Birth of a Psychedelic Culture
Originally published in 2010 ‘Birth of a Psychedelic Culture – Conversations about Leary, the Harvard experiment, Millbrook and the Sixties’ is a fascinating insight into the early years of the Western social phenomena, known as psychedelia. Its multifaceted approach produces a wonderfully rounded examination of life within the burgeoning psychedelic bubble and the evolving atmosphere therein.
The book is largely constructed through a transcribed conversation between Ram Dass (formerly Dr. Richard Alpert) and Dr. Ralph Metzner – both core members, alongside Timothy Leary, in the Harvard Psilocybin project – and is mediated by Gary Bravo. They recollect, discursively, the history and the discourse that shaped not only their lives, but, in part, the lives of millions of other people as well. Each section of the book is annotated by key events.
From the beginnings of the psilocybin project and their early encounters with the substance: Ram Dass – “It was the first time that I experienced an inner thing that was stronger than my social conditioning.” To the early years at Millbrook: Ralph Metzner – “There was so much closeness between us, it was amazing, and complete trust. We always trusted we could work things out by using psychedelics for problem solving.” There is a wonderful interplay of perspective.
However, this is not to give the impression of a sugar-coated love-in the whole time. The difficulties, the distress – personal and otherwise – are all included. Ralph Metzner’s reaction on returning to Millbrook from India is a particularly good example: “When I arrived back in Millbrook after my Journey to the East, I found a scene of depressing chaos. I was freaked because the scene had completely changed…” The transcription between these two giants of the psy-movement, gives the book a validity rarely matched in any historical discourse.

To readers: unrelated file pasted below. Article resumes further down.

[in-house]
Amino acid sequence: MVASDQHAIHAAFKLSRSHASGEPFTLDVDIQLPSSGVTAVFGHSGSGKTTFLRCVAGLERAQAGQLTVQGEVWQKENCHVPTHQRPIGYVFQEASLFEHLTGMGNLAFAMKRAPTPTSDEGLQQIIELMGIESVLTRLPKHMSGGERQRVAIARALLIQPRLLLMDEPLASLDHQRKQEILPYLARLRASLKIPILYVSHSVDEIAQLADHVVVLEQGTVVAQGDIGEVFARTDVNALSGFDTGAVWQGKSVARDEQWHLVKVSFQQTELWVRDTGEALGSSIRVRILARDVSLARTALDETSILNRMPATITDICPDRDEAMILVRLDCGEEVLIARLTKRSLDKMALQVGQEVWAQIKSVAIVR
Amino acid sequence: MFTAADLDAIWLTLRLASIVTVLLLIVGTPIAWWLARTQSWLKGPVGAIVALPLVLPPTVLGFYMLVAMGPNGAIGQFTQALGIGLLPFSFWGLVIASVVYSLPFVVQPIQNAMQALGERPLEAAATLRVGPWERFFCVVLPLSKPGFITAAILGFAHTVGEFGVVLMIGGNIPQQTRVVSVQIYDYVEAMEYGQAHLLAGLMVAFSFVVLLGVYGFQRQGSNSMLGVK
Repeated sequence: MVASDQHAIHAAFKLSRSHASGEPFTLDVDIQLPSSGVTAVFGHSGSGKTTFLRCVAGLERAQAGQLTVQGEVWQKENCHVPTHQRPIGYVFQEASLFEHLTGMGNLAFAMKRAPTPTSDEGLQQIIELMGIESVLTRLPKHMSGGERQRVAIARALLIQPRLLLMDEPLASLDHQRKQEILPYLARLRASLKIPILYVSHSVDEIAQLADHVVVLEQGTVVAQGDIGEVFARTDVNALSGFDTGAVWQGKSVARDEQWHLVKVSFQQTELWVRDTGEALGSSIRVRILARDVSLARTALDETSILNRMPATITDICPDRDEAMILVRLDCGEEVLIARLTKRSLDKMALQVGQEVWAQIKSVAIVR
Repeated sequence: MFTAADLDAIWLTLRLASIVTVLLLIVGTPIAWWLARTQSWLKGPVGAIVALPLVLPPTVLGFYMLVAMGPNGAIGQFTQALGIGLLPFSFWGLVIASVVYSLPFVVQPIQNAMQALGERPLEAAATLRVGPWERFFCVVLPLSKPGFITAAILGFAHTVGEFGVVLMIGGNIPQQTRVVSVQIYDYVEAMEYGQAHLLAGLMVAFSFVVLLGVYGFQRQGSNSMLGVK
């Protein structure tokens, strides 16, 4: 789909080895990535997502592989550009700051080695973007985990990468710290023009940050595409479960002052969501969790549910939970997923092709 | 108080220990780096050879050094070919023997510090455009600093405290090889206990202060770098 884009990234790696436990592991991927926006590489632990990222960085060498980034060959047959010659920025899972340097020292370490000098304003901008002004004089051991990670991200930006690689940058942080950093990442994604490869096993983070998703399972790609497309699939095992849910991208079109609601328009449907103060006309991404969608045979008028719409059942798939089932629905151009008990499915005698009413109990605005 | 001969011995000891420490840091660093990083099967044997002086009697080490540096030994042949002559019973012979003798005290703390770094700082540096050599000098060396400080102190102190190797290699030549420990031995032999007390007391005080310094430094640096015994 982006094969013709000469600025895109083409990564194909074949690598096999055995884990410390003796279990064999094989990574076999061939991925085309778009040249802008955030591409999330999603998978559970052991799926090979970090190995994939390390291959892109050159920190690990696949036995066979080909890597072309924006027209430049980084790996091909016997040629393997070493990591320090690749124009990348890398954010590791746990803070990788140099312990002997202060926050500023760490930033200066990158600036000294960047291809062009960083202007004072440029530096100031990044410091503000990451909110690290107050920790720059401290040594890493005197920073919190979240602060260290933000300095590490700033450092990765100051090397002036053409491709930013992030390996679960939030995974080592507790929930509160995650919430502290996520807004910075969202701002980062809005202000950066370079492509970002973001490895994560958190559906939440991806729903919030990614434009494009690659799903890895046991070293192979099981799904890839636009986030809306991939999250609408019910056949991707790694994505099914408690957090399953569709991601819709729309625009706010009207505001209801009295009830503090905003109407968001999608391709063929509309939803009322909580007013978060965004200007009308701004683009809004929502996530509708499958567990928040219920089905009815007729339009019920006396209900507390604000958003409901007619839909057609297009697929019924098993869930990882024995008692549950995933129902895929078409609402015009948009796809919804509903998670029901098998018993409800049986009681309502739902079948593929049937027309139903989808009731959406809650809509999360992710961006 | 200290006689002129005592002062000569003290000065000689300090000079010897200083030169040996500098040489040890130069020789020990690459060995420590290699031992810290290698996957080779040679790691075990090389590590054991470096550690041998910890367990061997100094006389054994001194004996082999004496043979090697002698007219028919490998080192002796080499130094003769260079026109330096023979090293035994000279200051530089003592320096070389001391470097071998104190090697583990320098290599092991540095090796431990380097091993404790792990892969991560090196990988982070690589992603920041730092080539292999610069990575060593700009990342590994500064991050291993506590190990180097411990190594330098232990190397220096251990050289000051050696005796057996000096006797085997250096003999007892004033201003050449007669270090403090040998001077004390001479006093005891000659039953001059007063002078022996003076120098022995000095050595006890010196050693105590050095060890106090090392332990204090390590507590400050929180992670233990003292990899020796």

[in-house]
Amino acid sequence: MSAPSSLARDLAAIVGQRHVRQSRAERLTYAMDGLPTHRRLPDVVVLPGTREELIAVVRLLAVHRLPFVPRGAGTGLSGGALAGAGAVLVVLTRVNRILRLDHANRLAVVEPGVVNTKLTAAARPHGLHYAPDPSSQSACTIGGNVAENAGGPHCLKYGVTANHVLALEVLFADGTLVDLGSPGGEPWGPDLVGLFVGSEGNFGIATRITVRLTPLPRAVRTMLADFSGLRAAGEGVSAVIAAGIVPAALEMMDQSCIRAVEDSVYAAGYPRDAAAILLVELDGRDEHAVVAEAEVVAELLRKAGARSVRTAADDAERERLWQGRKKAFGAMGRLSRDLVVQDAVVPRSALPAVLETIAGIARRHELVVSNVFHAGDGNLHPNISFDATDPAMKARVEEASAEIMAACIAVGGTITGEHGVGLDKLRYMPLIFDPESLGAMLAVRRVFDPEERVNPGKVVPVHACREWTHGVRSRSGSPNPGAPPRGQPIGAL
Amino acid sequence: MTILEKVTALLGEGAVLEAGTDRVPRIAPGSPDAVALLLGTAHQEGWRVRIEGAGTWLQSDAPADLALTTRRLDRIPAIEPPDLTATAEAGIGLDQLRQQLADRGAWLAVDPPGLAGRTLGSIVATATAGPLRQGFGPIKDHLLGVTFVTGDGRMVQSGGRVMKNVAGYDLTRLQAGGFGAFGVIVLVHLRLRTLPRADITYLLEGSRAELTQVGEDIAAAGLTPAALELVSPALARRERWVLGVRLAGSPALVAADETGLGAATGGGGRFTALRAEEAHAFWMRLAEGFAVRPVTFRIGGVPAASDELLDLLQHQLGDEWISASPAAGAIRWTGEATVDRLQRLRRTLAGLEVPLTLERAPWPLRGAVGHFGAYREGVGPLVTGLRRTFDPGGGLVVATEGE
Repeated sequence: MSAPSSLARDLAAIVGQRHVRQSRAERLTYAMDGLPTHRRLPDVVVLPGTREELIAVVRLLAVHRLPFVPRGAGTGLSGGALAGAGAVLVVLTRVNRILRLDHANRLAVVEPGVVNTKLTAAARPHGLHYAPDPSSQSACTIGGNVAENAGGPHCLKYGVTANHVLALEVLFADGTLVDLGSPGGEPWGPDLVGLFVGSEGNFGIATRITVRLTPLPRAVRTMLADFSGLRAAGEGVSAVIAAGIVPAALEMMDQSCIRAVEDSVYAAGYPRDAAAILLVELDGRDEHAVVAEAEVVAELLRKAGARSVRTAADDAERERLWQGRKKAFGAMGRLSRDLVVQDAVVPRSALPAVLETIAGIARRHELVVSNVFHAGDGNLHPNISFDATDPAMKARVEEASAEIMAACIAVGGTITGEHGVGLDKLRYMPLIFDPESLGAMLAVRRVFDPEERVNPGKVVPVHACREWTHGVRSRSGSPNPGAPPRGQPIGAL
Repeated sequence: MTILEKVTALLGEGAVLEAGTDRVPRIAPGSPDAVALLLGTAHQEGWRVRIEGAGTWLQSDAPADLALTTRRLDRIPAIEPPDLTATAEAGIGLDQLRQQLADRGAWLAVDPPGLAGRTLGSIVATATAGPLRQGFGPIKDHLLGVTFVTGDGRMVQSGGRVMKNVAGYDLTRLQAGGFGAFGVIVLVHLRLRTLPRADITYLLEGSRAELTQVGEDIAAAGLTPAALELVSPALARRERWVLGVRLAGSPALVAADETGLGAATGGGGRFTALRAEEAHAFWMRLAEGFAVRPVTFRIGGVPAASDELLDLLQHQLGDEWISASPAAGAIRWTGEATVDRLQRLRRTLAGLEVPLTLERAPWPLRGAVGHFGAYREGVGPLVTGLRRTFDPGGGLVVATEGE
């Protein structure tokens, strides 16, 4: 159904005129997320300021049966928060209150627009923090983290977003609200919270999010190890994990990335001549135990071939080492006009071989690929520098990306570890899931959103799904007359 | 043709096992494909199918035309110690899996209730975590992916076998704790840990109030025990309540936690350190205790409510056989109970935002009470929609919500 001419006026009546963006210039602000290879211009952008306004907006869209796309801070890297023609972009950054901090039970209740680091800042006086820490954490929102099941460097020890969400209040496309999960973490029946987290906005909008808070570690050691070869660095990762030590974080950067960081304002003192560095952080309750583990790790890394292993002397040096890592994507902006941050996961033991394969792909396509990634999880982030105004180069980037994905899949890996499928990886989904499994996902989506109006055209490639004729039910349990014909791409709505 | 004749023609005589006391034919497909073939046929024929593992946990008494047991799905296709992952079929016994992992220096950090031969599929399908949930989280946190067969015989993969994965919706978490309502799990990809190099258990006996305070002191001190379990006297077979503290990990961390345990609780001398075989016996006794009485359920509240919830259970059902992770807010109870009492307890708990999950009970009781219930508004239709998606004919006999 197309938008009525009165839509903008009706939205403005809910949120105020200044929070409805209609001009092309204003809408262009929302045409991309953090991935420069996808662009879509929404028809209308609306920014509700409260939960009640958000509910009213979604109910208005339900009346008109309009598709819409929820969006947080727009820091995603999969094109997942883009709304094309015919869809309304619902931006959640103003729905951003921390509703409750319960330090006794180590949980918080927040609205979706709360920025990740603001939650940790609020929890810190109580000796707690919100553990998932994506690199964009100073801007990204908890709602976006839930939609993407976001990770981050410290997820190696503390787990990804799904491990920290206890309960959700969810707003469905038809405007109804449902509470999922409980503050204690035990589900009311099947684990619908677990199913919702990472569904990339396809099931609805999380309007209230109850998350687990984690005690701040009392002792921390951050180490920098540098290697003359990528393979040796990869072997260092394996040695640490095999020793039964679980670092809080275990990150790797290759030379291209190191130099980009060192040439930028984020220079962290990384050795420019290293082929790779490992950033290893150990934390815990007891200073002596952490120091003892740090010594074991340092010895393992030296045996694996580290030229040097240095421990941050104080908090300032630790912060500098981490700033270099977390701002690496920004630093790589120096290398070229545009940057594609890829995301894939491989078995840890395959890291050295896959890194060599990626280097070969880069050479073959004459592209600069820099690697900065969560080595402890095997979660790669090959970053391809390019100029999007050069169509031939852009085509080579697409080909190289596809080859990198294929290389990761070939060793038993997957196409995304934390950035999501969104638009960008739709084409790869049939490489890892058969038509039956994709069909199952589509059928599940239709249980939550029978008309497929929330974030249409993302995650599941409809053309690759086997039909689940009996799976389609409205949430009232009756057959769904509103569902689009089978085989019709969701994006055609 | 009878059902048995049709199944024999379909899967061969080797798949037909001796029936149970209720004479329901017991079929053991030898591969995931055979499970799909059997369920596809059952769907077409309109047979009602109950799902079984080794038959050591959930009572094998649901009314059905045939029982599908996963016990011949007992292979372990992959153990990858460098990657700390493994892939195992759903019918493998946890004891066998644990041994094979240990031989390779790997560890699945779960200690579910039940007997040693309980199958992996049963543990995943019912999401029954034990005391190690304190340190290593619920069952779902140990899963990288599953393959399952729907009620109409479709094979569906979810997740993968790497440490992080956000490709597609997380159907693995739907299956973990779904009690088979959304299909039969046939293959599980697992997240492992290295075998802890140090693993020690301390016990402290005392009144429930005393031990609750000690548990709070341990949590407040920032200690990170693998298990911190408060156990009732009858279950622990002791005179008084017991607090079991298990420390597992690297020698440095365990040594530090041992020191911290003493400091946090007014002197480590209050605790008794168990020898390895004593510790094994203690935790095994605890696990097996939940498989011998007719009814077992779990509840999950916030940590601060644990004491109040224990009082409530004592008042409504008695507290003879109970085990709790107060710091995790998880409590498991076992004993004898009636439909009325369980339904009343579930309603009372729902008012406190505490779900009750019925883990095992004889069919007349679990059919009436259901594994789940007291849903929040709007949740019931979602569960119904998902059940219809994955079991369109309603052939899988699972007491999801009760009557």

In many respects The Birth of a Psychedelic Culture can be seen as a collection of primary resources and evidence. It contains numerous personal accounts, peppered between the main discussion, from the likes of George Letwin, Peggy Hitchcock and Gunther Weil. All of whom were directly involved with the goings-on. There are also many photos – a lot from the pre-Hollingshead LSD era – posters, artwork, personal letters and psychedelic advertisements. A plethora of mixed-media for the fullest conception of the era.
The forward by John Perry Barlow – Grateful Dead lyricist, essayist and frequent visitor to Millbrook in the Sixties – is both a broad examination of the many social forces involved in the period and a heartfelt recollection of his own experiences. This, in itself, reflects the general tone of the book and whilst hindsight can make one cringe, it can also bring back to light the great positives of the past.
As Barlow wrote: “Whatever else one might think of authority, it was not funny. But after one had rewired one’s self with LSD, authority – with its preening pomp, its affection for ridiculous rituals of office, its fulsome grandiloquence and eventually, and sublimely, its tarantella around Mutually Assured Destruction – became hilarious to us..”
For anyone interested in the history of the psychedelic movement, the psychology, the characters and the culture of the Harvard branch, this book is invaluable. Forty to fifty years have passed since the events described took place and yet there is an unsettling freshness about the problems that the individuals and the culture faced, which resonate right down to the modern day. Yet, all the while reading, one also senses the warmth that those involved still have in their memories and which flower gracefully throughout the text. Highly recommended.
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